Summer is wrapping up and right now I am preparing to send my 3 oldest kids, plus a teenage niece, back to school. Due to some pretty significant life changes I have had to put blogging on the back burner for a while. It’s been difficult to do this, as I feel very passionate about spreading Celiac awareness and writing about gluten-related issues. But as I reflect on my summer, I realize that I have had opportunities spread celiac disease awareness, and share information about celiac disease, all summer long. I’ll share a few examples with you, and as you read, I am sure you’ll find that many of you have had similar experiences.
Back in June while we were in Boston we went out to dinner with a group of friends at an Asian restaurant. I was already one day post-glutening, so I went out with no intentions of eating anything, but I was curious to see if the restaurant had any gluten-free menu options. I first spoke to the hostess who was excitedly able to hand me a copy of their brand new gluten-free menu. I was actually the first customer who it was given to as it was hot off the press. As I read through the GF menu I became very confused, as I found that many Asian dishes that are usually gluten-free, like pad thai, were not listed on the GF menu (pad thai was on the regular menu), but many Asian dishes that are almost never gluten-free were on their new GF menu. I was particularly bothered by Udon noodles being on the GF menu, as they are almost always made with wheat flour. I approached the manager and specifically asked him what type of flour the Udon noodles were made of and he quickly replied that they were made in the restaurant out of rice flour only. I was surprised but excited by the possibility of being able to actually eat Udon noodles during a future visit. A few minutes later the manager came over to our table, and said that he was wrong, that the Udon noodles on the GF menu were made of mostly rice flour, but that a little wheat flour was added in as well. We were able to have a nice discussion about how sick I, or anyone else with celiac disease, would have become after eating off of his restaurant’s gluten-free menu. He proceeded to throw all of the gluten-free menus away and promised that his establishment would be much more careful if/when they ever reintroduce a gluten-free menu. Through this experience I was able to spread celiac disease awareness.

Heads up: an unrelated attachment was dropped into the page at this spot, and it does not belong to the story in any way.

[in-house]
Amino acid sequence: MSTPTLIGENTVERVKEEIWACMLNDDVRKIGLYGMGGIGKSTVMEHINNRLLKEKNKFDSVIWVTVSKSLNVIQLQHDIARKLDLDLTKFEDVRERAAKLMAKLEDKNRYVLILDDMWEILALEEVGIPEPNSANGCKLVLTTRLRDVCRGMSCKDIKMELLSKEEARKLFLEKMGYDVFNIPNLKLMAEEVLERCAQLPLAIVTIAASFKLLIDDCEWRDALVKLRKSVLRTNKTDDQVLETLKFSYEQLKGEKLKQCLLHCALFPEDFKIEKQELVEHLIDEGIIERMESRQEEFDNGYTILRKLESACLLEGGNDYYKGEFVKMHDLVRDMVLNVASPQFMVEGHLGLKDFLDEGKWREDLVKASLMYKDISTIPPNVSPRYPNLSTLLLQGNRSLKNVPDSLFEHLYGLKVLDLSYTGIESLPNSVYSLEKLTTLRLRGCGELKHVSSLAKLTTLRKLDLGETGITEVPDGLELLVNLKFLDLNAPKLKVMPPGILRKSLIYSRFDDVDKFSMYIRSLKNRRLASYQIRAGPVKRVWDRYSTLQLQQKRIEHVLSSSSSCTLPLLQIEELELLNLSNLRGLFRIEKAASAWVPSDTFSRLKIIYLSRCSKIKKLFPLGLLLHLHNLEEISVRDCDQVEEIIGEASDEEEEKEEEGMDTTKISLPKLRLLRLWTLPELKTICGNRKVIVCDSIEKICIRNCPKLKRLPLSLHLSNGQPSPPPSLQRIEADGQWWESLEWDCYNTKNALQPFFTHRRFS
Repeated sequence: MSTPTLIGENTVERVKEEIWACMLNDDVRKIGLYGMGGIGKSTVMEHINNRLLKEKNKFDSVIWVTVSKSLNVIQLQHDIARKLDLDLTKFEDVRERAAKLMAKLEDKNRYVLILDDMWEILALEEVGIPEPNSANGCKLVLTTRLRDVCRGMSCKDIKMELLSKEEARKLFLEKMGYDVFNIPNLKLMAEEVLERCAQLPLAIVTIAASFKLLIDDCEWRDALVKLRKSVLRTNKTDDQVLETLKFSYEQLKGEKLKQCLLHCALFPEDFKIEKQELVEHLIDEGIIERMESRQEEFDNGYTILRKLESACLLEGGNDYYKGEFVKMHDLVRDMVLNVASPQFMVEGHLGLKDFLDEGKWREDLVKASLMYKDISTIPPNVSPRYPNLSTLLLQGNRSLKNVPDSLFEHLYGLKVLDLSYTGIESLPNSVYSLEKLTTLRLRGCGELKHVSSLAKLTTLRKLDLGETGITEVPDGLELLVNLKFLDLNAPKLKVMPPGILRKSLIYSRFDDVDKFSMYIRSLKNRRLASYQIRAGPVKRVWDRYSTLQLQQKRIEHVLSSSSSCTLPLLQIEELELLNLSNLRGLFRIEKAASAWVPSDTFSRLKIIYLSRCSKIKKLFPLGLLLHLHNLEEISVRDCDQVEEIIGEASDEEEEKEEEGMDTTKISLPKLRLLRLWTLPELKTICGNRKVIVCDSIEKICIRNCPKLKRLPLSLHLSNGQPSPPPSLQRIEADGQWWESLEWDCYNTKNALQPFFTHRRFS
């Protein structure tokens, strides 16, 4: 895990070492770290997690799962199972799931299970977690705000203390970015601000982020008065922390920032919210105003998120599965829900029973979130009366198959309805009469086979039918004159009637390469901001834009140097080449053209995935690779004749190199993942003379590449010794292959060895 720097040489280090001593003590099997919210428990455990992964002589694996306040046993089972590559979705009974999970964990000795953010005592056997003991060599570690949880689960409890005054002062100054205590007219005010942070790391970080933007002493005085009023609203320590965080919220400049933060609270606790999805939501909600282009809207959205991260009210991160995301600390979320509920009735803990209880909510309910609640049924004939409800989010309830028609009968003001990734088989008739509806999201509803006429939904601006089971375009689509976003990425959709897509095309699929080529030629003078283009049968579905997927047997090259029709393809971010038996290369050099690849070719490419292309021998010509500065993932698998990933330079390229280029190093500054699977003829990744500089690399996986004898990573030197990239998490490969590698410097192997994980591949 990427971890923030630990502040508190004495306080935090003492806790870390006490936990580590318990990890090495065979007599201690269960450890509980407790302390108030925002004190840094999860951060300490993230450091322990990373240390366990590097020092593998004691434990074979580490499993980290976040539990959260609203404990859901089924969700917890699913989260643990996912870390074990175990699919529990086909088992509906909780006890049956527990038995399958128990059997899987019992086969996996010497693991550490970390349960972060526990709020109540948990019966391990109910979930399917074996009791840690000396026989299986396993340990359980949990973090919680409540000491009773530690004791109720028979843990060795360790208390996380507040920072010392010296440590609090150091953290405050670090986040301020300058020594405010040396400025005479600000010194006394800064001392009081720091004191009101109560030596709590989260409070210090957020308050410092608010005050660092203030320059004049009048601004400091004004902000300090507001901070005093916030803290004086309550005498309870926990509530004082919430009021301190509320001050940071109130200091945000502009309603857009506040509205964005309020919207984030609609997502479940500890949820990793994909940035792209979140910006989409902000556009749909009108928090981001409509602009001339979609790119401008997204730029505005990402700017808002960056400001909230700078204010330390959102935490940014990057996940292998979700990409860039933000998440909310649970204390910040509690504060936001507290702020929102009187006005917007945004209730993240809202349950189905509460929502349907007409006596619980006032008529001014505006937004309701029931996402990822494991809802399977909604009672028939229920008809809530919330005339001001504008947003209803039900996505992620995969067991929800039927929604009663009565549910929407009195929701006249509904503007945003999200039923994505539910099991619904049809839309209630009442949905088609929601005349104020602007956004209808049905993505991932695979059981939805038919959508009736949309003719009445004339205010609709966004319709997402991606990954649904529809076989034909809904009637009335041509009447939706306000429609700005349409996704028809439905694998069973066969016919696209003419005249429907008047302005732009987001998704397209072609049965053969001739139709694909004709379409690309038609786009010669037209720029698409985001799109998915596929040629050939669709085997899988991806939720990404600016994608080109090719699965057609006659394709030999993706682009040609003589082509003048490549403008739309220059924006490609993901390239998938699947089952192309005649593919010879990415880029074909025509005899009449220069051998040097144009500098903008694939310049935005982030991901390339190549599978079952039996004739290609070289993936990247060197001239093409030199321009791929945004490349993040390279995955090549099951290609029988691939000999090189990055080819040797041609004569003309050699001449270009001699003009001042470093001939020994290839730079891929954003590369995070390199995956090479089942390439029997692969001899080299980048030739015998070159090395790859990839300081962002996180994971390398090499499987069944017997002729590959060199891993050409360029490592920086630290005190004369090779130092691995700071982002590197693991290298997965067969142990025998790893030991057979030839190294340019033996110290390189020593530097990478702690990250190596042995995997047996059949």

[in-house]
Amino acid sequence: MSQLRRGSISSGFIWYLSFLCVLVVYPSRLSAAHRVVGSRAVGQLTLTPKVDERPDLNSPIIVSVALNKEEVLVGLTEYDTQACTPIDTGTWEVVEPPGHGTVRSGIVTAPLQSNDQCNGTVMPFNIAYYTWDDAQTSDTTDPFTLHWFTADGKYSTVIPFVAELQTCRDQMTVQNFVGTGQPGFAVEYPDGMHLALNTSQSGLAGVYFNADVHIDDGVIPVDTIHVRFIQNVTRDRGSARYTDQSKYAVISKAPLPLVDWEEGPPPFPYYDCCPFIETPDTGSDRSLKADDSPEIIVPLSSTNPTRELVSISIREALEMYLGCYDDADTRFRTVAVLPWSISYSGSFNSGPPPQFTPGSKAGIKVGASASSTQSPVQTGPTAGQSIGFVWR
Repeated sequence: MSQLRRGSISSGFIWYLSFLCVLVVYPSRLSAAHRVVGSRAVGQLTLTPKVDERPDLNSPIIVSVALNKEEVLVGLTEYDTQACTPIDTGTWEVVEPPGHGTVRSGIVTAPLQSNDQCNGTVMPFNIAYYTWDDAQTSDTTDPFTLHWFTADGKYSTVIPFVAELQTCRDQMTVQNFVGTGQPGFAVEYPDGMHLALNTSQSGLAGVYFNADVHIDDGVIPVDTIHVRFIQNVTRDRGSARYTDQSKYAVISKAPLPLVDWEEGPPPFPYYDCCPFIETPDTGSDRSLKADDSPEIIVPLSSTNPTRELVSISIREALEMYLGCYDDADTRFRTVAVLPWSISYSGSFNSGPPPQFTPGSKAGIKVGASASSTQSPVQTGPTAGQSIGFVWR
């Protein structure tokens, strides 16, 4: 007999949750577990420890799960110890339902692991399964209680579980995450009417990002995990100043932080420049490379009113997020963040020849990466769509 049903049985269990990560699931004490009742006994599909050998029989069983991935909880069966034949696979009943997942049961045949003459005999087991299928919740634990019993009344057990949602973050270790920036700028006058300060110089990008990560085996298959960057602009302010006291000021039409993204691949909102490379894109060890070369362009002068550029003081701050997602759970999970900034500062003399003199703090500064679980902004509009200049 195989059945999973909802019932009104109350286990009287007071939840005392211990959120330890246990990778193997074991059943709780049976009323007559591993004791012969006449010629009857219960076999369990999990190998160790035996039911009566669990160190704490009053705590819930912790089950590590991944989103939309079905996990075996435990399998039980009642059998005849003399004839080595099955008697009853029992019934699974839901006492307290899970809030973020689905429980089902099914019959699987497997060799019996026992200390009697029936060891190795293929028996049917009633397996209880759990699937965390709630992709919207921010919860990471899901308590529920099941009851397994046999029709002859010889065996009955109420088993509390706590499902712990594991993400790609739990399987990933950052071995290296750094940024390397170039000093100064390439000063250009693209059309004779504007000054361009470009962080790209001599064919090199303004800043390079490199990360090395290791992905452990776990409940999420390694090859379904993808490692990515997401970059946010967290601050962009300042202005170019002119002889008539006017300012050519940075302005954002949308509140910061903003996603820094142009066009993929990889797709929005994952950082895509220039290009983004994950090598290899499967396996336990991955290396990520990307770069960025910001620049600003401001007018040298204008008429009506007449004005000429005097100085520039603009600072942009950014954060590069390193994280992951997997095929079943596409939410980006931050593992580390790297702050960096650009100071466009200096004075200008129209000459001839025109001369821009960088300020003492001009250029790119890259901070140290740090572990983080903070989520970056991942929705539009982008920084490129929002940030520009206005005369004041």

I recently went on a job interview, which I knew ahead of time was going to include a lunch, and was told that I didn’t need to worry because the local Au Bon Pain (chain that sells breads, soups, and pastries) had some gluten free options available. I explained that since I have to eat gluten free for medical reasons, that the risk for gluten cross-contamination at Au Bon Pain was too high for me, and that I would not be able to eat there (one of my worst glutening episodes ever was eating GF soup from an Au Bon Pain that was either cross-contaminated and/or mislabeled). I was able to negotiate having the lunch in a much safer environment, where I was able to eat without getting sick, and was ultimately offered the job. I increased awareness by advocating for my own health.
Just this week I ran into a co-worker who was recently diagnosed with celiac disease, and I asked how she was doing. When she replied, “Fine,” I could tell in her eyes that she is really not doing that well, so I specifically asked how the gluten-free diet is going. She broke down and confided to me that she hates having to eat GF, and that she “cheats” all the time, and then feels sick and gets neurologic and psychiatric symptoms and hates her life even more. I was able to listen emphatically, but then we discussed how important it is for her to stay strong and not cheat, so that she does not continue to damage her body and mind. I tried my best to increase awareness.
I have received emails from many of you with questions and numerous messages from people with celiac disease and non-celiac gluten sensitivity who are confused, feel alone, need to vent, etc. I try my best to reply to each and every message that pops up in my in box. By doing this I try to provide support and help to increase awareness.
If life ever calms down a bit I hope to be able to return to writing and posting articles on here, and discussing the latest celiac research like I have in the past, but if it doesn’t, please know that I am here for all of you and that you can reach me via email or Facebook at any time. Although I am never going to be able to dedicate full time efforts to this page, I hope to be able to continue on with it in some capacity. Thank you for your patience and time.